Farmers in Egypt were appalled by the government’s decision to start importing rice and limiting the areas allocated for rice cultivation as part of its strategy to contain the water crisis. Despite the Government's claim that this will break the rice market monopoly, farmers say they are the ones most affected.
Egypt’s President Abdel Fattah al-Sisi gave the go-ahead for the government’s strategy to import rice with the aim of meeting local demands, after limiting the areas allocated for rice cultivation to adapt to a water shortage. The presidential decision, which turns Egypt from a major rice exporter into an importer, came during Sisi’s meeting July 8 with Prime Minister Mostafa Madbouli and Minister of Supply and Internal Trade Ali al-Meselhi.
The meeting dealt with a host of files, including the Supply Ministry’s strategy to ensure the availability of essential, strategic crops besides controlling the local market, according to presidential spokesperson Bassam Rady.
In light of this strategy, Sisi agreed to allow rice imports into the country, assigning the General Authority for Supply Commodities to publicize rice in the upcoming year and determine adequate prices for this important crop in cooperation with the Agriculture Ministry.
Rady said that Sisi sent his directives to intensify price control procedures and put an end to the market monopoly and commercial fraud.
Egypt’s government officially announced its intent to open doors for rice imports on June 6, when then-Prime Minister Sherif Ismail announced that such imports would help provide enough rice stocks so that the majority of citizens can find rice easily.
The country started to suffer from the rice crisis in 2016, when citizens failed to find it in markets. At the time, traders were under fire over claims that they stock rice bags so as to sell them at higher prices. Actually, the government’s import program demonstrates its desperate attempt to avoid public uproar that may stem from a shortage of rice, which is a staple of the typical Egyptian diet.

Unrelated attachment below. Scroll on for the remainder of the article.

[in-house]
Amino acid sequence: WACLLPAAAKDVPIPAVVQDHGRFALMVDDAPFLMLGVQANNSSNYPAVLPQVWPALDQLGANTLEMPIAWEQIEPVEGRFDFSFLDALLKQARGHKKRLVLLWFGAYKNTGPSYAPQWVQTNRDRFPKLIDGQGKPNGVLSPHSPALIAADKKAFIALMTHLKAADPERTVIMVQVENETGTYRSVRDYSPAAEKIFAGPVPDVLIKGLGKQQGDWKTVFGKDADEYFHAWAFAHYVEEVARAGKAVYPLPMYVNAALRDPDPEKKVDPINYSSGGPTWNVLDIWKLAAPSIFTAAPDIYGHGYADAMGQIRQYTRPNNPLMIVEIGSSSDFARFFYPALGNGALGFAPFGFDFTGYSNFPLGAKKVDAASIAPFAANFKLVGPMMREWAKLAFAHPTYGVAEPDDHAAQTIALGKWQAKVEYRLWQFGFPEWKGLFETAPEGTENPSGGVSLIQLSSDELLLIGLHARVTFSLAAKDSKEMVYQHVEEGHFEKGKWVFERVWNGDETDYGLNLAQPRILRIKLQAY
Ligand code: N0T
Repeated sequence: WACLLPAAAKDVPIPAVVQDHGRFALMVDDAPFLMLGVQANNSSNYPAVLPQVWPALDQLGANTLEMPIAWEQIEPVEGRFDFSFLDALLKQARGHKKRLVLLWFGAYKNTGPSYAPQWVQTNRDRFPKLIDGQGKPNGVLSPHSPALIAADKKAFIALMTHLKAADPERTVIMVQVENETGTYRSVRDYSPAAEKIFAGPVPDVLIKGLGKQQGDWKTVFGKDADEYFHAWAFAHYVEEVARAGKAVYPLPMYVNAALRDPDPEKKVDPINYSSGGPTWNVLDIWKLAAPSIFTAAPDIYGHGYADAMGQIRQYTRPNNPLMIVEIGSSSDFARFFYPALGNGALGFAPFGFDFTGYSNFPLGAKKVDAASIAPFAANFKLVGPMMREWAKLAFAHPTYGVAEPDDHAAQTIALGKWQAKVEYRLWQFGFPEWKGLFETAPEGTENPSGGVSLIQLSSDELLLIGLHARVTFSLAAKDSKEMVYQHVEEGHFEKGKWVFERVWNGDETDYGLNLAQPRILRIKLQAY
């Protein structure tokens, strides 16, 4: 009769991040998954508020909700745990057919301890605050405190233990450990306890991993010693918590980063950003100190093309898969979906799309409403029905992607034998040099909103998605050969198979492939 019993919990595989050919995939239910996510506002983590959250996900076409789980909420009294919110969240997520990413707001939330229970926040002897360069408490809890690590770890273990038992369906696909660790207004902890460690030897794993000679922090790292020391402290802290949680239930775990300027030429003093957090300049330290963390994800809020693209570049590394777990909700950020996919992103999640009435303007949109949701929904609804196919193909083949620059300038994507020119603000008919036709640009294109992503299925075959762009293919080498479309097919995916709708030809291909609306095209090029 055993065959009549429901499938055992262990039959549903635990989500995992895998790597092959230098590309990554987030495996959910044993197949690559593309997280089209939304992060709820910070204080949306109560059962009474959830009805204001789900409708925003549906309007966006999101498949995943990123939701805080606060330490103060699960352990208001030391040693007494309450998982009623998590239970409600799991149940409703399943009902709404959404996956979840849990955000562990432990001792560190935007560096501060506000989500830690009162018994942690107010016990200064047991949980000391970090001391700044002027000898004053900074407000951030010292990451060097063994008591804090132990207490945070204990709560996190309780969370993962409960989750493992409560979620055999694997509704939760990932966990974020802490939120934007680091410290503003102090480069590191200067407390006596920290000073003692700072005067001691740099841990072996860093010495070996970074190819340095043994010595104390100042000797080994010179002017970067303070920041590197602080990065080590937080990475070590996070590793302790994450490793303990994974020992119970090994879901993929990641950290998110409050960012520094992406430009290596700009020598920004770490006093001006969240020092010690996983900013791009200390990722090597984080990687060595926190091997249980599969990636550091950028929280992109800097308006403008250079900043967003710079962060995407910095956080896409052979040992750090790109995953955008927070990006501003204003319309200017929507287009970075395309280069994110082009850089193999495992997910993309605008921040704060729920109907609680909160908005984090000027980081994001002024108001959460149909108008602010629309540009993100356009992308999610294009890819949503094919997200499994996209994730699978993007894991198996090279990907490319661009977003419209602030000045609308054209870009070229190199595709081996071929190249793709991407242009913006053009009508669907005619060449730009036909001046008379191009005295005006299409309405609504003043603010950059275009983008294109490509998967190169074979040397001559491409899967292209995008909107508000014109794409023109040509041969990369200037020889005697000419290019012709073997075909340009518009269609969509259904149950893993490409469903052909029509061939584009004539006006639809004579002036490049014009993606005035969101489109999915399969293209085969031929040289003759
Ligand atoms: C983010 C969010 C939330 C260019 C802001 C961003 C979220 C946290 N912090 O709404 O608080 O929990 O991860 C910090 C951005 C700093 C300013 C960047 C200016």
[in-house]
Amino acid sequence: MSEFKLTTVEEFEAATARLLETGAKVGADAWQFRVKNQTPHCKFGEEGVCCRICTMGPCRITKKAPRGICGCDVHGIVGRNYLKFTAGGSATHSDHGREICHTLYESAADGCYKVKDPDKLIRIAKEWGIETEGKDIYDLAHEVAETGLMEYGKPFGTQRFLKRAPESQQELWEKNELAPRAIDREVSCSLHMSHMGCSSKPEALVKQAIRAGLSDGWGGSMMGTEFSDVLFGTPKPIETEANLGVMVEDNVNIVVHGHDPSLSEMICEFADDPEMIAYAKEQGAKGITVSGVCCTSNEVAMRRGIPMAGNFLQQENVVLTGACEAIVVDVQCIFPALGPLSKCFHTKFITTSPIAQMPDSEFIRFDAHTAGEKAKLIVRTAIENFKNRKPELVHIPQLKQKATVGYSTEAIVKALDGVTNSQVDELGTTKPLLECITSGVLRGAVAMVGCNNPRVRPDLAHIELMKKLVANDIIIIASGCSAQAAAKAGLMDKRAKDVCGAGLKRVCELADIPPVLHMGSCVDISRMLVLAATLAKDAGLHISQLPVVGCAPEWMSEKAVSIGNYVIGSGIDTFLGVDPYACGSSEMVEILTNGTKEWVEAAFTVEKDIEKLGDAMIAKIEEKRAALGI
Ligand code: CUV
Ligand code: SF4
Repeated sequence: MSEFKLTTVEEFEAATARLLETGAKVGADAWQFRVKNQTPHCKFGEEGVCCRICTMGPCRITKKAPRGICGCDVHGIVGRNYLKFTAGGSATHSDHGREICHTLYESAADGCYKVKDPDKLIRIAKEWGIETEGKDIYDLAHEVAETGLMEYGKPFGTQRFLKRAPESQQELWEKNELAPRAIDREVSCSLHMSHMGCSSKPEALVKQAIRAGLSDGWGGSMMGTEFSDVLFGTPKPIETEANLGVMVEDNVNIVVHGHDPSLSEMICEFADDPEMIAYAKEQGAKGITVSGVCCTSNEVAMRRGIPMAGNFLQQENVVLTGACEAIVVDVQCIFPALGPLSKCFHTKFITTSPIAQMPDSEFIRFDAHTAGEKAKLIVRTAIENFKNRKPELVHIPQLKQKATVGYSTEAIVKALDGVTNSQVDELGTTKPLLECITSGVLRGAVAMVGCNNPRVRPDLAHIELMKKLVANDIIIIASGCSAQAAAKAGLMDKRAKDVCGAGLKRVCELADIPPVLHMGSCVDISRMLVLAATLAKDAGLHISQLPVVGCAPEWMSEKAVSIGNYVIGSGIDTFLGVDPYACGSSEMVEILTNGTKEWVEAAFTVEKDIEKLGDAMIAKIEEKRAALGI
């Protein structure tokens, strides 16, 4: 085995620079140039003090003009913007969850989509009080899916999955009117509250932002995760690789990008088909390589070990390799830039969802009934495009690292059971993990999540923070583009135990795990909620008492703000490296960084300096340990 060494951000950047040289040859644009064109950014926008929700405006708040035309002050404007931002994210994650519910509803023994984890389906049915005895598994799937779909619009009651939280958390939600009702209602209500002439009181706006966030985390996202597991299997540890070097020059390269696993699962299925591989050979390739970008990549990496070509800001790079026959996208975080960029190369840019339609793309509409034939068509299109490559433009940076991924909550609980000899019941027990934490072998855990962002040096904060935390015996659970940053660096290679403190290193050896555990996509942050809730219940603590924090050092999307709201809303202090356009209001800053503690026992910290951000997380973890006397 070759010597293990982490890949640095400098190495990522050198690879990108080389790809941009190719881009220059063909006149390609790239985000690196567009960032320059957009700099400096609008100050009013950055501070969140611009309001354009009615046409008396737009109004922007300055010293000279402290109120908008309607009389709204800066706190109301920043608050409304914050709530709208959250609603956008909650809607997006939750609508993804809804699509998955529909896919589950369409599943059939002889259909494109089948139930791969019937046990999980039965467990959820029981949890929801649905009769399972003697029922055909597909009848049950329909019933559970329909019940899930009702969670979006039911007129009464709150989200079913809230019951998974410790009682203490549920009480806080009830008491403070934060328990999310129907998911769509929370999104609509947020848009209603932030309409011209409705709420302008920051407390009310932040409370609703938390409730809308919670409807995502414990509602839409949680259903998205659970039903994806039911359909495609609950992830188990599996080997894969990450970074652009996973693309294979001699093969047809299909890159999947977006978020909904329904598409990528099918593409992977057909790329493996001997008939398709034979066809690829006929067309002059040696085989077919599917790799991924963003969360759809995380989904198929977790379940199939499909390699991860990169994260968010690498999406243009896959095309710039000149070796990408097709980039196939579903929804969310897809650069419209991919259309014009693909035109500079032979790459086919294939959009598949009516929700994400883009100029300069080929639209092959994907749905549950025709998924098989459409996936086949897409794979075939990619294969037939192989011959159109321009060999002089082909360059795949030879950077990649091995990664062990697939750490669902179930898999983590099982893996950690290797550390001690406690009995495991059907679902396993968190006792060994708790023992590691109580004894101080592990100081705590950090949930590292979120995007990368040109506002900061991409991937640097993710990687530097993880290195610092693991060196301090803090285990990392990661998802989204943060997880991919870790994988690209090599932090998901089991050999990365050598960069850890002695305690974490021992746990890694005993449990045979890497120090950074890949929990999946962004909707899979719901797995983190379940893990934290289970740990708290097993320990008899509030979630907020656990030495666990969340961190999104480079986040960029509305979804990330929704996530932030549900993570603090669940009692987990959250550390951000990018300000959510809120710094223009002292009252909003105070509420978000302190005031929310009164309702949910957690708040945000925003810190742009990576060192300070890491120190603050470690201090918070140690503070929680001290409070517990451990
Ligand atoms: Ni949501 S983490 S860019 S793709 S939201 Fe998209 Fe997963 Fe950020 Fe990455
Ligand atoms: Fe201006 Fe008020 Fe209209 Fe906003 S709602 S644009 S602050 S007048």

While this move has been seen as a serious attempt by the Egyptian government to deal a bitter blow to rice monopolists, farmers complain this decision hit them the hardest, adding to their burdens.
“Definitely it is a step backward. No Egyptian citizen who genuinely loves his country can be happy with this decision, which supports foreign farmers at the expense of Egyptian ones,” Farmers Syndicate head Hussein Abu Saddam complained to Al-Monitor.
Egypt will now turn into an importer, wasting hard currency and making the country incur hefty losses, Abu Saddam added.
“Claiming this move will curtail monopoly is groundless. Those greedy traders will monopolize the imported rice as they are doing with the local one. Lack of monitoring is the key reason lurking behind such malpractices,” Abu Saddam said. Monopolies are combated by law and not by imports, he stressed.
Abu Saddam elucidated that local consumption amounts to around 3.5 million tons. The current area cultivated with rice produces approximately 3 million tons. “This means that the deficit is nearly 500,000 tons. Such deficit can be met by growing and introducing other low-water rice varieties as well as adopting modern irrigation techniques,” he said.